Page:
The Good Girl Revolution

Anneli Rufus Finds "Bad Girls" Anthology Supports GIRLS GONE MILD Thesis

Rufus writes in the East Bay Express:

In Girls Gone Mild (Random House, $22.95), Wendy Shalit ponders a new phenomenon: young females who don't service strangers and dress like hos. Crazy, eh? Shalit interviewed hundreds who buck peer pressure, advertisements, the Bratz aesthetic, and Eve Enslerism by wearing less-than-skintight clothes, rapping about abstinence, and refusing to go girl-on-girl to entertain guys. They defy the expectations of a culture in which, Shalit laments, "being publicly sexual has become the only acceptable way for girls to demonstrate maturity. ... Looking 'wild' and acting 'wild' are supposed to be empowering, but more often they lead to misery, especially for young women who quickly learn to put their emotions in a deep freeze in order to do what is expected."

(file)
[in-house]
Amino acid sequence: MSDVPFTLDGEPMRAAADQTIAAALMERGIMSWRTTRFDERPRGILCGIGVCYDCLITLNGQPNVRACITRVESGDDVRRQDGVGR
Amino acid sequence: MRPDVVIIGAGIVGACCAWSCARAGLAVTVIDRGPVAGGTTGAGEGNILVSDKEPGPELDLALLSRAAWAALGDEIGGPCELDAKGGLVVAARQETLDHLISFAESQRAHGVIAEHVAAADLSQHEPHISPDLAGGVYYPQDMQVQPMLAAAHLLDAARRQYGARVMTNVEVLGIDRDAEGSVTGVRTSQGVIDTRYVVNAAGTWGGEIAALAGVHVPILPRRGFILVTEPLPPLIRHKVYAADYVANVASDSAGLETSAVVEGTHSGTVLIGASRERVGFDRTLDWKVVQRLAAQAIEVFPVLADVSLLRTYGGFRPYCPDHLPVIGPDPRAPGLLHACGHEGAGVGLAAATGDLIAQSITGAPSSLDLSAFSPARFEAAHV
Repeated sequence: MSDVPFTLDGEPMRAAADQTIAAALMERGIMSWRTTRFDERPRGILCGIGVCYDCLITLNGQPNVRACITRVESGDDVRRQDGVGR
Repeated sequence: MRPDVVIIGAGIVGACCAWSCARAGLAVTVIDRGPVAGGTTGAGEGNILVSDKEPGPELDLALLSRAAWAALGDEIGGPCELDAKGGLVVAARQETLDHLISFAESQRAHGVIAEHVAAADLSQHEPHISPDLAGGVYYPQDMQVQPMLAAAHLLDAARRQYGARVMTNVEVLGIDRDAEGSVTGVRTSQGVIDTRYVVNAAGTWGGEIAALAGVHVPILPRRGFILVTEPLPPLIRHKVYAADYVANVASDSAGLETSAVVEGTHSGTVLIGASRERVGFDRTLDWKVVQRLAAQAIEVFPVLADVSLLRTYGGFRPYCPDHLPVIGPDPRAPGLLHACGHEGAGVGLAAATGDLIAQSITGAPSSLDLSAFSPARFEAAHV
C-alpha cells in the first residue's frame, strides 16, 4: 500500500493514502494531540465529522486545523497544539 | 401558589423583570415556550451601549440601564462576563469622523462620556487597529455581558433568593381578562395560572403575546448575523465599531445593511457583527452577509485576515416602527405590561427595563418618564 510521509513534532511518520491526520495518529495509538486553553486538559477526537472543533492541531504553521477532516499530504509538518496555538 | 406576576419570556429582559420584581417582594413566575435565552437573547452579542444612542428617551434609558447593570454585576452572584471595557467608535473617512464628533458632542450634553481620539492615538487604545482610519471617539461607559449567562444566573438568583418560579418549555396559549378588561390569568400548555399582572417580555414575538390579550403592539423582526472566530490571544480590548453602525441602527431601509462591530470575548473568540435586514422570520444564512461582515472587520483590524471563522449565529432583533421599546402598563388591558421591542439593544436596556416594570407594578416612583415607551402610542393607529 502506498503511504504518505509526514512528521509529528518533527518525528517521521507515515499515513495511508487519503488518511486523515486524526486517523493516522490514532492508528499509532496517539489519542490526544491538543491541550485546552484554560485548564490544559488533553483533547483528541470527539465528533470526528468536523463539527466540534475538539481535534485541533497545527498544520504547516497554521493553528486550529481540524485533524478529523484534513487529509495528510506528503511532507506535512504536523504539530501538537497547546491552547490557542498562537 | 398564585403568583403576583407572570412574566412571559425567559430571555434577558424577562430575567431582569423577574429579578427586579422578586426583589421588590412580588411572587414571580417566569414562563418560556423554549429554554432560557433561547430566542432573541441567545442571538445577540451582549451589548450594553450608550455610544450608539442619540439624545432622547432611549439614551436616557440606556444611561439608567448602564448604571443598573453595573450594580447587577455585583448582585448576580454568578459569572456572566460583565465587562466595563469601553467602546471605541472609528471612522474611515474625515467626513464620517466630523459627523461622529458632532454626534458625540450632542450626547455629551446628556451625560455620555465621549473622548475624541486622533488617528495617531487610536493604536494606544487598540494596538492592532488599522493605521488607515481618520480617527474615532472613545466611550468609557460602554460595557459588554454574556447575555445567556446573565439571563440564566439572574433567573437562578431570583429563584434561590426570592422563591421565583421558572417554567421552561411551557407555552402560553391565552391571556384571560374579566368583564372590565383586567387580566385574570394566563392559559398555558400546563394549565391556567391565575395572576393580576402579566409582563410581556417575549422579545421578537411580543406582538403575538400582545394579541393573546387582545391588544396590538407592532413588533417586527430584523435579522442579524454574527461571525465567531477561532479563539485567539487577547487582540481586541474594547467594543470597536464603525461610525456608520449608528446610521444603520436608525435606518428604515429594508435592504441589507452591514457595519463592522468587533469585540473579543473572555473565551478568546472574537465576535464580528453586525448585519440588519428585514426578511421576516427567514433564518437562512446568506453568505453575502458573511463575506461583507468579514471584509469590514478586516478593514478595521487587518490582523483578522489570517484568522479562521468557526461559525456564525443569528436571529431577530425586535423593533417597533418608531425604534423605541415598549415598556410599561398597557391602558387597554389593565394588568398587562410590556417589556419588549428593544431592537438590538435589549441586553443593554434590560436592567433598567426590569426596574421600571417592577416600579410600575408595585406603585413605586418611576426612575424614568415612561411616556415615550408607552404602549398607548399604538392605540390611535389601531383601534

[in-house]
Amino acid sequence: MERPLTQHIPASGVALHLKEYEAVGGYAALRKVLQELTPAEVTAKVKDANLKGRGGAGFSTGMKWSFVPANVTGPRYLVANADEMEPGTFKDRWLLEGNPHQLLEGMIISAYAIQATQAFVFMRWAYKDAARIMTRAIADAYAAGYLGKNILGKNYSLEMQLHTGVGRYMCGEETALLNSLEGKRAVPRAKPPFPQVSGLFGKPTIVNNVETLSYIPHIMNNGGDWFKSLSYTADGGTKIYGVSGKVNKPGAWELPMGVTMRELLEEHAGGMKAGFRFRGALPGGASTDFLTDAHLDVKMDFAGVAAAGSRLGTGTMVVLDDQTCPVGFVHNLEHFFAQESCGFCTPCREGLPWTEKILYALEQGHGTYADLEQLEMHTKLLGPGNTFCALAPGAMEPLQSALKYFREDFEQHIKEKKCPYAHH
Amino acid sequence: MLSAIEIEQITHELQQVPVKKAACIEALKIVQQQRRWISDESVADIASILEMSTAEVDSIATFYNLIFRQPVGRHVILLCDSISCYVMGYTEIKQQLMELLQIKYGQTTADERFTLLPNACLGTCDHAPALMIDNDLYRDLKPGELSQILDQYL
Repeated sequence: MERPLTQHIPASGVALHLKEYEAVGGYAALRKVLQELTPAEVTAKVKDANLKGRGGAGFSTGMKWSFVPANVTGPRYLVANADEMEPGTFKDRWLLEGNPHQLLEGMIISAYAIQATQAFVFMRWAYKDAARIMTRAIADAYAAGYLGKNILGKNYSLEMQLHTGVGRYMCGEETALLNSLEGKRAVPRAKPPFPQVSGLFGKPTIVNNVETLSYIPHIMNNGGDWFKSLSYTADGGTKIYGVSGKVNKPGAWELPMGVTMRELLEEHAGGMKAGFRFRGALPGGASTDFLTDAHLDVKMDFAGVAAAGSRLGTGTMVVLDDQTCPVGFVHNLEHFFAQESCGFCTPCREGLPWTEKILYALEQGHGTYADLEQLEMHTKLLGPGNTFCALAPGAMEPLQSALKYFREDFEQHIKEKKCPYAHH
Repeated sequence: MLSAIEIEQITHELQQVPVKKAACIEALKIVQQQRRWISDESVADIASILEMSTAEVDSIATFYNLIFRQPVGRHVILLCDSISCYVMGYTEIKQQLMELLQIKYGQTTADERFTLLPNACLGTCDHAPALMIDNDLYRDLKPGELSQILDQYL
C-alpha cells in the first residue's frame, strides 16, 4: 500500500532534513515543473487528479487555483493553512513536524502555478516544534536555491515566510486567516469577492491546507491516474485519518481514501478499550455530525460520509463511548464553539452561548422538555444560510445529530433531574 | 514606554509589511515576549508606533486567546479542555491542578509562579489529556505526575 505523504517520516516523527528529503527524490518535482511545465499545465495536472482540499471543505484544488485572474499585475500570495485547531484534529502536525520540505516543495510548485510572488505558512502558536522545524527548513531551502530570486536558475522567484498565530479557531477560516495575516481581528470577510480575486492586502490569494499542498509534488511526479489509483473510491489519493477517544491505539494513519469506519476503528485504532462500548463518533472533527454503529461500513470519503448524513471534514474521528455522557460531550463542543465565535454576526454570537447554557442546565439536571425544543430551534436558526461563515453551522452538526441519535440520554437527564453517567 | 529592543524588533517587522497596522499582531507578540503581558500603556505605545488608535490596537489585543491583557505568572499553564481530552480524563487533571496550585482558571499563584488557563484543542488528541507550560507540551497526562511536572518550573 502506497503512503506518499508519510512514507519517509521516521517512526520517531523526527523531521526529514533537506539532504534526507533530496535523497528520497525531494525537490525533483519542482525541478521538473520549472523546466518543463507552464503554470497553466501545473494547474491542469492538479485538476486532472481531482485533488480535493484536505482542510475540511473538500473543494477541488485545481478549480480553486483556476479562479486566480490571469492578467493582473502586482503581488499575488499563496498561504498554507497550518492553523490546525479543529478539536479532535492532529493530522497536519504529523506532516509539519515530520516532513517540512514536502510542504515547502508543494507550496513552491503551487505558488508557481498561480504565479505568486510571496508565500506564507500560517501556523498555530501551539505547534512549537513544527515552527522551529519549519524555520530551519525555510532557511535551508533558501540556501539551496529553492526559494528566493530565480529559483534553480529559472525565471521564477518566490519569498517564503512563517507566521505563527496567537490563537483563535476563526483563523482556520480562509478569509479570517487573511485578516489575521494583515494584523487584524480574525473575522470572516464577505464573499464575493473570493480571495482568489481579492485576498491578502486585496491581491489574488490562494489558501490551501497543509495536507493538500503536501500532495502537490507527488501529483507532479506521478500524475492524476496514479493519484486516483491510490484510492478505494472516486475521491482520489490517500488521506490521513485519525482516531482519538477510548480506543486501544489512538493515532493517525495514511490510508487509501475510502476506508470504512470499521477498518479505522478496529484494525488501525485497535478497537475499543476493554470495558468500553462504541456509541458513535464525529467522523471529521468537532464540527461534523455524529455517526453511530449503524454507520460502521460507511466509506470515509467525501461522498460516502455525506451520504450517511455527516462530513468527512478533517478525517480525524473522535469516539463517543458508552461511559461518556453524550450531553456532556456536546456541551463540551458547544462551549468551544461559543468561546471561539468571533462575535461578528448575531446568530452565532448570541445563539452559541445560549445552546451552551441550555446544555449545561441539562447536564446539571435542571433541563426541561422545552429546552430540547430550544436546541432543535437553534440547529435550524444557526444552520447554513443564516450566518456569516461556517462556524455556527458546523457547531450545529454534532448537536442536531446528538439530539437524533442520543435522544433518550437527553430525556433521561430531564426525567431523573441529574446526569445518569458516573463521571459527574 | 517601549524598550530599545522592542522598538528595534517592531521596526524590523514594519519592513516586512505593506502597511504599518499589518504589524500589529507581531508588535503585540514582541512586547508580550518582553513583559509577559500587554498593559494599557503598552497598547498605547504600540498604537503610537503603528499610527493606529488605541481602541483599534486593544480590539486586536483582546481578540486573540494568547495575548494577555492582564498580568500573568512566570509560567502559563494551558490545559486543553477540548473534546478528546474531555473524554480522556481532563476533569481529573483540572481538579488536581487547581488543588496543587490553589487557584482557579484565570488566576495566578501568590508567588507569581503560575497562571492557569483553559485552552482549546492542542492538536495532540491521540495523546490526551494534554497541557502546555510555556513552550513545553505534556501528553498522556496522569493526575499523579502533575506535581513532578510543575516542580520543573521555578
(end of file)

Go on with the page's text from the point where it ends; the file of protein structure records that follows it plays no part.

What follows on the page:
And what's expected, Shalit contends, "is that girls today have to be 'bad' to fit in." As if rushing to prove her right, the Bad Girls (Norton, $24.95) anthology appeared in stores a week after Shalit's book, offering 26 true accounts by established female writers of "acting badly.". . .


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Notable and Quotable

"The steamy days of Washington summer may be upon us, but these girls, all from Burke, were definitely not getting skimpy. For a generation bombarded with news of pantyless celebrities, most of the girls we interviewed were surprisingly modest, more Hilary Duff than Lindsay Lohan."

-- Ylan Q. Mui, 'It's Not Just Parents Saying No to Skimpy Clothes,' Washington Post, June 4, '07